Palazzina Grassi is a breathtaking 16th century palazzo situated right in the artistic heart of Venice, minutes from Palazzo Grassi, overlooking the Grand Canal. Opened in 2009, it was the first hotel designed by Philippe Starck in Italy, and as can be expected, is a fusion of history, tradition and experimentation. Traditional Venetian materials and decorations: mirrors (nearly 300), mahogany and glass are juxtaposed with the most innovative contemporary design.
The three-storey hotel has only 16 rooms and six suites including it’s very own Krug Lounge; only the second of its kind in the world (the other is in São Paulo). Situated in a wing of the palazzo with sweeping views of the canal, this has to be one of the most glamorous spots for a private members club. Beautiful white silicone chandeliers, a bar covered in Murano tiles and some fairly novel, bottom-numbing bar seats.
It took me a little while to find the hotel as there are no signs; just two stylised, but extremely welcoming, bull heads by the artist Aristide Najean. Once inside, the hunt for a reception desk proved futile. Instead, extraordinary glass art in the form of two fantastical lagoon creatures greet guests from the canal side, whilst two tentacular figures greet those entering from Calle Grassi. Guests can either check-in on the private 1962 vintage Celli speedboat launch, or in the privacy of their room.
I loved the unexpected colours in the corridors: red, mauve and acid yellow, and of course, the mirrors.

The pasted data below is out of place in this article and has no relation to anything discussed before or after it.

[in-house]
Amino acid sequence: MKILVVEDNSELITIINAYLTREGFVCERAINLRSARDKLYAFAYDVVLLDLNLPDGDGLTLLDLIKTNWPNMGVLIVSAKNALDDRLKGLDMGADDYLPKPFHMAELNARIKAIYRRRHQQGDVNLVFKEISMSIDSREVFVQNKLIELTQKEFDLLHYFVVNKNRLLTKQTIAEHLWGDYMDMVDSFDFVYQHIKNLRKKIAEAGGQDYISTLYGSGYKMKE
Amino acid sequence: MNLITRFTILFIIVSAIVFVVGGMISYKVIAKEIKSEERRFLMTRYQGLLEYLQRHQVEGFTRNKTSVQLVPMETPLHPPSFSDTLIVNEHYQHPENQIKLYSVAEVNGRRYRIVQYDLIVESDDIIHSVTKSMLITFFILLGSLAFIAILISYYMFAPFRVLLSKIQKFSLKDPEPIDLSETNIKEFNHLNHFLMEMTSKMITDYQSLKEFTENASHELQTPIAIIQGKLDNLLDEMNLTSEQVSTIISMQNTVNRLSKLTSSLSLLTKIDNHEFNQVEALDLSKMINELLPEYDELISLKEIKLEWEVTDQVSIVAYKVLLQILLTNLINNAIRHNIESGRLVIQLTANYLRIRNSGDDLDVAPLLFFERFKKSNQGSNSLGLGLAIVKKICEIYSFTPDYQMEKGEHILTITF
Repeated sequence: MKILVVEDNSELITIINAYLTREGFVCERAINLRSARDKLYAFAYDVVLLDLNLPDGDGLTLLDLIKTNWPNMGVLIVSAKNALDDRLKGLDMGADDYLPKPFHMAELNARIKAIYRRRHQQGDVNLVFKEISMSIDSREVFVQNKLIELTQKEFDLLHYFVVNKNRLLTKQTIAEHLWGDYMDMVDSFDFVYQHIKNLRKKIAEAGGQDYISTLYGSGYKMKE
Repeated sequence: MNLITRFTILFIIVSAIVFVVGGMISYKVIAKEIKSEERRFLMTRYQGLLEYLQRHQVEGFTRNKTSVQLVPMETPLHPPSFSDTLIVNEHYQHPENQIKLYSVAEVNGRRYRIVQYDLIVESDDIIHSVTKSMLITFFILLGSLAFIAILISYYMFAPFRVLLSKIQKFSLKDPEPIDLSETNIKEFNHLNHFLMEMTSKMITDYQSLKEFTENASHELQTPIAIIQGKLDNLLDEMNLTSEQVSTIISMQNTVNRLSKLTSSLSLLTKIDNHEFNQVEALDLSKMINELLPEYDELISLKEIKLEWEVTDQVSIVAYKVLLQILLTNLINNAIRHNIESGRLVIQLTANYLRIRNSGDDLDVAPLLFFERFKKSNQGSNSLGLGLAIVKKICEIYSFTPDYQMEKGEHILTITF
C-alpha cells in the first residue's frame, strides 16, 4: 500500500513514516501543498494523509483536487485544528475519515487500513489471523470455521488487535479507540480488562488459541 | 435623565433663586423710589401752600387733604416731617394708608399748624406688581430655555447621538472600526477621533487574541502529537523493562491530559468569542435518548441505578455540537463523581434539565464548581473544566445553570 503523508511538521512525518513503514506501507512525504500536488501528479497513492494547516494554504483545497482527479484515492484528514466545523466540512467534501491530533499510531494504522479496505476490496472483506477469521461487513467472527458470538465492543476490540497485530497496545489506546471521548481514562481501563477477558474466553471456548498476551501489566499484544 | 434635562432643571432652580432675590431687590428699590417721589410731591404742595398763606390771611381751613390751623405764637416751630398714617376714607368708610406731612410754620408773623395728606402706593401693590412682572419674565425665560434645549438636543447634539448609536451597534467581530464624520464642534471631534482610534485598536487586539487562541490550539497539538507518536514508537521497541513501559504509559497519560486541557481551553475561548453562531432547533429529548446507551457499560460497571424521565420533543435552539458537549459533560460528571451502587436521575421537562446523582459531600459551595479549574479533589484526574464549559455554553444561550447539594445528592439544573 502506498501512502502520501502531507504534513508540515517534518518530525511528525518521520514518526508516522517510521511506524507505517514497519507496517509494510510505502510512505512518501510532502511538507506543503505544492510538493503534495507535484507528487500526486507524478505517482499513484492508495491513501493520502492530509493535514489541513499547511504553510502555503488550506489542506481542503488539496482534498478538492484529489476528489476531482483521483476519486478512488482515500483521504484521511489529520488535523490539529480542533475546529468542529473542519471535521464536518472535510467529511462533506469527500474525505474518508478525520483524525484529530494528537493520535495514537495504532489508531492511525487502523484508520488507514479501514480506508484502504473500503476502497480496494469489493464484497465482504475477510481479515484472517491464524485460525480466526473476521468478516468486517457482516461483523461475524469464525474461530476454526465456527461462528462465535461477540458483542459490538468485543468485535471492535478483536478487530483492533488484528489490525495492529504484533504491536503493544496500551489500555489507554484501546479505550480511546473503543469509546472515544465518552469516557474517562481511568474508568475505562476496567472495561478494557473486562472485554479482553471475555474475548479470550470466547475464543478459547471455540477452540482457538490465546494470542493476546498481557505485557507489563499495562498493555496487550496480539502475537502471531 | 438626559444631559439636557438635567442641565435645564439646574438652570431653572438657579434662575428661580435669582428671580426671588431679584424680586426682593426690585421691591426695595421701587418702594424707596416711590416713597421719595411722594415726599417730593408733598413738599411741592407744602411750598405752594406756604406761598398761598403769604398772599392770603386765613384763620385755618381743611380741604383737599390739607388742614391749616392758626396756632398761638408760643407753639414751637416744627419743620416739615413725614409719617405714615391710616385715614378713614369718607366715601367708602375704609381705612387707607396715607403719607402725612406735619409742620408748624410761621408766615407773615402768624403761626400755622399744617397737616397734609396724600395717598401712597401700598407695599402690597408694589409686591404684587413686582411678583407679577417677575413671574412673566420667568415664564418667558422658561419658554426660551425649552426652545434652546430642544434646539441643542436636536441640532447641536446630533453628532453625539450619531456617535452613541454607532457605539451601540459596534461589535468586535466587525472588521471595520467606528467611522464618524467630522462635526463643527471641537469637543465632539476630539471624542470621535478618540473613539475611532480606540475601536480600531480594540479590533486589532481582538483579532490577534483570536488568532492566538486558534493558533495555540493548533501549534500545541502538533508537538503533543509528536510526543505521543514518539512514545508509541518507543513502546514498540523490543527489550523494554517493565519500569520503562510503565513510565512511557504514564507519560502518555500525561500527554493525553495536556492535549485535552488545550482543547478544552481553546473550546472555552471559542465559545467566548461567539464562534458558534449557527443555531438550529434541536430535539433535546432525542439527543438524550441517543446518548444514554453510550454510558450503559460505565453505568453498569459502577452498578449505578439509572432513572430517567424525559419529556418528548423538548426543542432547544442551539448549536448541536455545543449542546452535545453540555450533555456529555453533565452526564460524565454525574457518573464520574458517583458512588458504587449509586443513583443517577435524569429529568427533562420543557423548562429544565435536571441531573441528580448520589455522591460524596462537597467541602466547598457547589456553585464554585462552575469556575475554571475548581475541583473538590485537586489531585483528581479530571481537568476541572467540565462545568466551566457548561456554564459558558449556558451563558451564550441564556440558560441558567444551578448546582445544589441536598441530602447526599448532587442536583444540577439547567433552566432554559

All rooms and suites are characterised by large backlit mirrors (there really is nowhere to hide!), with reinterpretations of classical Venetian patterns with lots of lovely Fornasetti accents, warm lighting (sometimes I find Starck designs to be a little clinical, but not here) with jewel box wardrobes and original artworks. Wooden floors are topped with thick, luxurious rugs and pastel shades colour the walls, creating a surprisingly homely vibe.
A nice, and very typical Starck touch, on the balcony.
PG’s Club restaurant and bar, on the ground floor, is a dark and clubby space filled with baroque style sofas, dominated by 19th century columns marking the opening to the dining hall. Murano glass in various forms once again provides the backdrop, together with a gallery of one-off pieces from the private Zoppi collection.
The illuminated, theatrical, open kitchen looks like a potential stage set. Facing the long restaurant table, designed to allow diners to interact not only with fellow guests, but the chefs, too. At PG’s all the dishes are made with fresh ingredients sourced daily from the local Rialto Bridge markets, or from the fish market on the nearby island of Sant Erasmo, and all the pasta, bread and desserts are homemade. I sampled everything from the delicious cicchetti (venetian tapas) Montagnana ham to erbette rave (pink chard) to castraure (artichoke sprouts) to my favourite, canestrei (lagoon scallops).
As I did, you can choose to opt for bespoke cuisine at the chef’s table, and for the serious foodies, there’s an opportunity to take cooking lessons in the home of a Venetian countess, with your own private cooking instructor.
No wonder Johnny Depp decided to stay here throughout the entire filming of The Tourist. Sexy, playful opulence, coupled with very best personalised service.
For further information please visit: www.palazzinagrassi.com
For further information please visit: www.mrandmrssmith.com
Julie was a guest of Palazzina Grassi and Mr & Mrs Smith.
All images by Julie Eagleton and Palazzina Grassi.